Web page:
The German government has created almost 20,000 jobs this year in Middle Eastern countries such as Lebanon, Jordan and Turkey, as part of its "cash for work" scheme that aims to stem migration from the Middle East to Europe.
The new employment brings the number of jobs created by the scheme to 80,000. The German government spent €230 billion ($276 billion) on its "cash for work" plan in 2017 and has set aside another €180 billion ($216 billion) for the coming year, German Federal Development Minister Gerd Mueller announced.
"No-one likes to permanently live on alms," Mueller told Welt am Sonntag.
According to the report, some 13,000 jobs have been created in the recycling and waste disposal industries in Jordan, where recyclying and composting facilities have been set up. In Lebanon, 6,000 workers were hired through the scheme to renovate apartments, and 25,000 workers are expected to help clear debris from towns and villages devastated by war, and make roads and paths passable again.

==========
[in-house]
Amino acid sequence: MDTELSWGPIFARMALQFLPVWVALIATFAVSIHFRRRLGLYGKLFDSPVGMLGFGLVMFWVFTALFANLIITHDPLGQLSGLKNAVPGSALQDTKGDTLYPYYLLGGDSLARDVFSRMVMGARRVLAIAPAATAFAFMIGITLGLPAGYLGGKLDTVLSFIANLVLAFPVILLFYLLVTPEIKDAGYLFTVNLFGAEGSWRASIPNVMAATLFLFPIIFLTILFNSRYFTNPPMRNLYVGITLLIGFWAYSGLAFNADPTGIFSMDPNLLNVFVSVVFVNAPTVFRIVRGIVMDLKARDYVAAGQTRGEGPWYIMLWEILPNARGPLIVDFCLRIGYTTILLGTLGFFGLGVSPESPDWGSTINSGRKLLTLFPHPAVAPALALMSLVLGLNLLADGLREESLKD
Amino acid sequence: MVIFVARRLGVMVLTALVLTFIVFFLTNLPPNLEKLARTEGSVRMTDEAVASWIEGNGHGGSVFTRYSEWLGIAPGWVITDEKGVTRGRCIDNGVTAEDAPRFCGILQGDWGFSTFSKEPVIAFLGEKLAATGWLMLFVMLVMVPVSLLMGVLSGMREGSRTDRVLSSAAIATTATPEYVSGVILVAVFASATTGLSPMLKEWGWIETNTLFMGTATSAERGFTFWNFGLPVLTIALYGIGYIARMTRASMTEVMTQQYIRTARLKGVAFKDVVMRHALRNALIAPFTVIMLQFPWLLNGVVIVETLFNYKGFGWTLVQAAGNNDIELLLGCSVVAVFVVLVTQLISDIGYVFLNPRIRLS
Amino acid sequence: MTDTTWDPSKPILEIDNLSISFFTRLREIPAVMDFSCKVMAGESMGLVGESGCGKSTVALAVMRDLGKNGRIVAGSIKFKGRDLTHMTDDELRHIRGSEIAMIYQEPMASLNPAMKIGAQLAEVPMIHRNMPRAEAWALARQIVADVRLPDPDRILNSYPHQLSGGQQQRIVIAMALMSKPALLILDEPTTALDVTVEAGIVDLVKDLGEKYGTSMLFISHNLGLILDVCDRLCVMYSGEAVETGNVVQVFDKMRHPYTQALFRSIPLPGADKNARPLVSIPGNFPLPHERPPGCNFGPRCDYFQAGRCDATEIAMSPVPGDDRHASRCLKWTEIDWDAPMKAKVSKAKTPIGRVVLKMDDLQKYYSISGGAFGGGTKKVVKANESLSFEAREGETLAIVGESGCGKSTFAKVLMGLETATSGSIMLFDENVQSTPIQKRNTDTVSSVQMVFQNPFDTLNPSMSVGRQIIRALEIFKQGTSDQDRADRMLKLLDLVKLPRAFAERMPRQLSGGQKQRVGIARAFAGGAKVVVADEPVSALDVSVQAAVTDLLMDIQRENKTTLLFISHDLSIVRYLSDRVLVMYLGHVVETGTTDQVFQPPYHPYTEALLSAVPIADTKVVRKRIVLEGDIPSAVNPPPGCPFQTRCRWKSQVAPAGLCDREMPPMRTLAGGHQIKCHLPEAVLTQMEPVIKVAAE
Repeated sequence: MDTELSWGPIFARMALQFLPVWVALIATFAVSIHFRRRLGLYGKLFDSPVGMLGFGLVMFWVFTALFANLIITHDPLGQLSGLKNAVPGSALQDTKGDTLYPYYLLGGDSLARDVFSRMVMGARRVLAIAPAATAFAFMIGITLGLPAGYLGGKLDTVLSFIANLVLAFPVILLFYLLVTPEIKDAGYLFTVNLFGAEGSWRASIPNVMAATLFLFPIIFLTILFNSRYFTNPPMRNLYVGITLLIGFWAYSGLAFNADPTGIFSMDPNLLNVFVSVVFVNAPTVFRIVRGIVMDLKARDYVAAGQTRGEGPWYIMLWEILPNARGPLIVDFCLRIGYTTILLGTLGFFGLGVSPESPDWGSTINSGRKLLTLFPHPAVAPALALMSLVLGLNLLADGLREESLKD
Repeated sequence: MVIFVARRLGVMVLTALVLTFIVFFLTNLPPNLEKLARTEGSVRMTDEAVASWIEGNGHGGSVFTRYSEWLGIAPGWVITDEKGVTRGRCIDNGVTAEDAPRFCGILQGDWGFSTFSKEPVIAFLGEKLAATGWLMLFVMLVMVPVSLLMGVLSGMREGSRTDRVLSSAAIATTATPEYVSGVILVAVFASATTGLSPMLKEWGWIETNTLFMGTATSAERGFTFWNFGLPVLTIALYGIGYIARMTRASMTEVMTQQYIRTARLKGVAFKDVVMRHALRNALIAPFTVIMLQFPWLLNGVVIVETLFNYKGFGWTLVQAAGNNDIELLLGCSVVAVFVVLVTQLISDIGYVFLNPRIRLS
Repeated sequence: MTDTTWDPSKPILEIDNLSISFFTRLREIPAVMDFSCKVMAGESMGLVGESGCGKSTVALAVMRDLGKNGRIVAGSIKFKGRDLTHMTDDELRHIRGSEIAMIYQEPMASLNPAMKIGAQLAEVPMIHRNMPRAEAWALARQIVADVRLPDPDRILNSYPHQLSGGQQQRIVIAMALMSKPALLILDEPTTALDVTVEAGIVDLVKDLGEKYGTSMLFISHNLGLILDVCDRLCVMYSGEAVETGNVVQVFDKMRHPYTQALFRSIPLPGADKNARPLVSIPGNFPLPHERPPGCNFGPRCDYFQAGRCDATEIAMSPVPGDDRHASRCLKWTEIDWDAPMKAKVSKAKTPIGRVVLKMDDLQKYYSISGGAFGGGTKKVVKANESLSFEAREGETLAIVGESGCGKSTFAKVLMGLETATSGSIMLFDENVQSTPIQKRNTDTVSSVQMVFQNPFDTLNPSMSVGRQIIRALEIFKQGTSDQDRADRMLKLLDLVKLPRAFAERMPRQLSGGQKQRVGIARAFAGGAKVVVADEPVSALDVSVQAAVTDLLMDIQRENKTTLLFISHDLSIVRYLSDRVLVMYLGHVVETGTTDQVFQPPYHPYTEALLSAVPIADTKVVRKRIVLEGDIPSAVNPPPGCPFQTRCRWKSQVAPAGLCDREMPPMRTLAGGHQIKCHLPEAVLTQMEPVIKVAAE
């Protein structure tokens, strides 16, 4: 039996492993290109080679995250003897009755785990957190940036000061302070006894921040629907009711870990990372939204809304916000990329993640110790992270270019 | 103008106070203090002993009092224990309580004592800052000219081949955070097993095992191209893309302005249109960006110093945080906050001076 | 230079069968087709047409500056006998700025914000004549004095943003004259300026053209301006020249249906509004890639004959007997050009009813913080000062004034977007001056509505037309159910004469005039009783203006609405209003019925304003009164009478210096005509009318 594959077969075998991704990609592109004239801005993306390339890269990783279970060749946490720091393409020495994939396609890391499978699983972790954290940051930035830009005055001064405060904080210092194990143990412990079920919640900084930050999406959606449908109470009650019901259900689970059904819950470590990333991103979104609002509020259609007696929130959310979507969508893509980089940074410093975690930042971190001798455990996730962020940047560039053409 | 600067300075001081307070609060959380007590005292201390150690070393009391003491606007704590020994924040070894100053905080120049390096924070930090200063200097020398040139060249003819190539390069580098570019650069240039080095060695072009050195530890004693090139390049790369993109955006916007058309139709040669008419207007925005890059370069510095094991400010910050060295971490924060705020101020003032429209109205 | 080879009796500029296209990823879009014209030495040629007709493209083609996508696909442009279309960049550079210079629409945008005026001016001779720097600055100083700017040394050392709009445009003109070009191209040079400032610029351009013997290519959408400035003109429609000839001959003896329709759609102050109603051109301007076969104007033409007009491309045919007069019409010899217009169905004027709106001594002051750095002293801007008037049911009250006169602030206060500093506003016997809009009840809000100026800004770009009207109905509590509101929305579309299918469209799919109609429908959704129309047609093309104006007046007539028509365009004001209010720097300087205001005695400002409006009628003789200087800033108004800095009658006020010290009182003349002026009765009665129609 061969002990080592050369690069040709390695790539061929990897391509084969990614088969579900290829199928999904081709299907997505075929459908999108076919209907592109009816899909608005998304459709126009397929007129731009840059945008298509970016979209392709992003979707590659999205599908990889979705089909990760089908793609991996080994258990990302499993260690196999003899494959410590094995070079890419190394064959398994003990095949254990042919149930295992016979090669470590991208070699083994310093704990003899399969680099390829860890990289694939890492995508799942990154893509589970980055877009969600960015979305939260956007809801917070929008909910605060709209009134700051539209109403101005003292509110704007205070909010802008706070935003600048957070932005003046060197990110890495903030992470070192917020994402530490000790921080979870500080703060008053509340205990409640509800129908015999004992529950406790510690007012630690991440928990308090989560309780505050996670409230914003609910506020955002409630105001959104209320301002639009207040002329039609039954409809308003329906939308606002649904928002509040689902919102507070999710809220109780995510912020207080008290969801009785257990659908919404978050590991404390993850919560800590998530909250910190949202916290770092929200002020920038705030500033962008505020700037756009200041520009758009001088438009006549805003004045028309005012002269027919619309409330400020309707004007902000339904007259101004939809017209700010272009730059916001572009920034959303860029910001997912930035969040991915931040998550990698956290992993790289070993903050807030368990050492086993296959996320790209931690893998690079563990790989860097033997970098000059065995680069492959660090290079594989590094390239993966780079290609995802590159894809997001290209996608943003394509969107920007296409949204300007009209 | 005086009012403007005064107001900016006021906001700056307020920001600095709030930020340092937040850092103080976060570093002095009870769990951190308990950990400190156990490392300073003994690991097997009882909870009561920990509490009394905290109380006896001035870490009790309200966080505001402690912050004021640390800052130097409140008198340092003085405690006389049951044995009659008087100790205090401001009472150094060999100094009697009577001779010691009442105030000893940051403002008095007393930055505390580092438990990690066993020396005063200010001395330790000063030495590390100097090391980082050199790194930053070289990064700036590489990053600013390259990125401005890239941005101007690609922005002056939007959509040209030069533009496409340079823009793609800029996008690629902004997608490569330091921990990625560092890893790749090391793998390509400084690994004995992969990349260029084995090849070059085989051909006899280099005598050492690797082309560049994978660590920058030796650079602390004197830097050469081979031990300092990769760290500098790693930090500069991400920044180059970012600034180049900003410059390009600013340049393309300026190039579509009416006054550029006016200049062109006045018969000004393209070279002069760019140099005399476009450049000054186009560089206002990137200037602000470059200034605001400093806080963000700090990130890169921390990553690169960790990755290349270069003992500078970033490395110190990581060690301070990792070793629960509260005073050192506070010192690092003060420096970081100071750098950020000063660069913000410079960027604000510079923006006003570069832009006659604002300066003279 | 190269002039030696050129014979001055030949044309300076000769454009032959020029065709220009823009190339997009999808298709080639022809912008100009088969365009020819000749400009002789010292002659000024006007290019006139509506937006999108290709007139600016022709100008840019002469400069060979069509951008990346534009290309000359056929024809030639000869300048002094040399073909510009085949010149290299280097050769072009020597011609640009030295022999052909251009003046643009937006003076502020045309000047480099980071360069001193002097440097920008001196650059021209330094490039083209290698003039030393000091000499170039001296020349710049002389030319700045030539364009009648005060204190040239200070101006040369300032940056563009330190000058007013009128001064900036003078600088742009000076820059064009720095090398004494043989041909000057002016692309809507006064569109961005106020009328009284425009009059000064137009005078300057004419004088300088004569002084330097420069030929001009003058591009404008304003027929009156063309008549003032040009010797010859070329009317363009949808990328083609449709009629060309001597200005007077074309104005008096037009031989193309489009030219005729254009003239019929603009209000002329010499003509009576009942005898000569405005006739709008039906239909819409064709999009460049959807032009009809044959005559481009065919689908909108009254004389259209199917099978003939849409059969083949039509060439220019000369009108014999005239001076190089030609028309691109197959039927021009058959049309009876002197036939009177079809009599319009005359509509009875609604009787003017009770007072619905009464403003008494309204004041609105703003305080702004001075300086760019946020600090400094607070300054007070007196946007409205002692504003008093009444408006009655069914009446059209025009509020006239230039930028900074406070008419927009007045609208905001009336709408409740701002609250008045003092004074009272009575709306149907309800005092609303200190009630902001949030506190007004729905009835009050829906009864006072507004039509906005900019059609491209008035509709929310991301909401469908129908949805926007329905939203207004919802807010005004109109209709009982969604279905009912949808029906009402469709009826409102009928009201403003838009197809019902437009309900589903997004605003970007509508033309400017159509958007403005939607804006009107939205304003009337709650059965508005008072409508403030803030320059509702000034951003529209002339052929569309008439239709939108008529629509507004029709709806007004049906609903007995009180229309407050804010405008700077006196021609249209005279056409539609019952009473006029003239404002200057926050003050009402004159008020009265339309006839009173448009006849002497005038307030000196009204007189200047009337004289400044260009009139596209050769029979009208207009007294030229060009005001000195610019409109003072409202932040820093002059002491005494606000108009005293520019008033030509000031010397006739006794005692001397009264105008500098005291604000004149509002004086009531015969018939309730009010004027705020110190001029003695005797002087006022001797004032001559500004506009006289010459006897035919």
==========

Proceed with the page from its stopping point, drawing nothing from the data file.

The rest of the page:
Mueller said that the scheme has also set aside a large amount of money for education in refugee camps in the Middle East. For example, Germany has paid for 12,000 voluntary teachers to be recruited to teach 260,000 children in refugee camps and community schools in Turkey, while some 165,000 children in Lebanon are attending school as a result of the scheme.
"We must not allow the war in Syria to destroy an entire generation and make it a lost generation," the minister declared. "Education is the cornerstone of a self-determined future."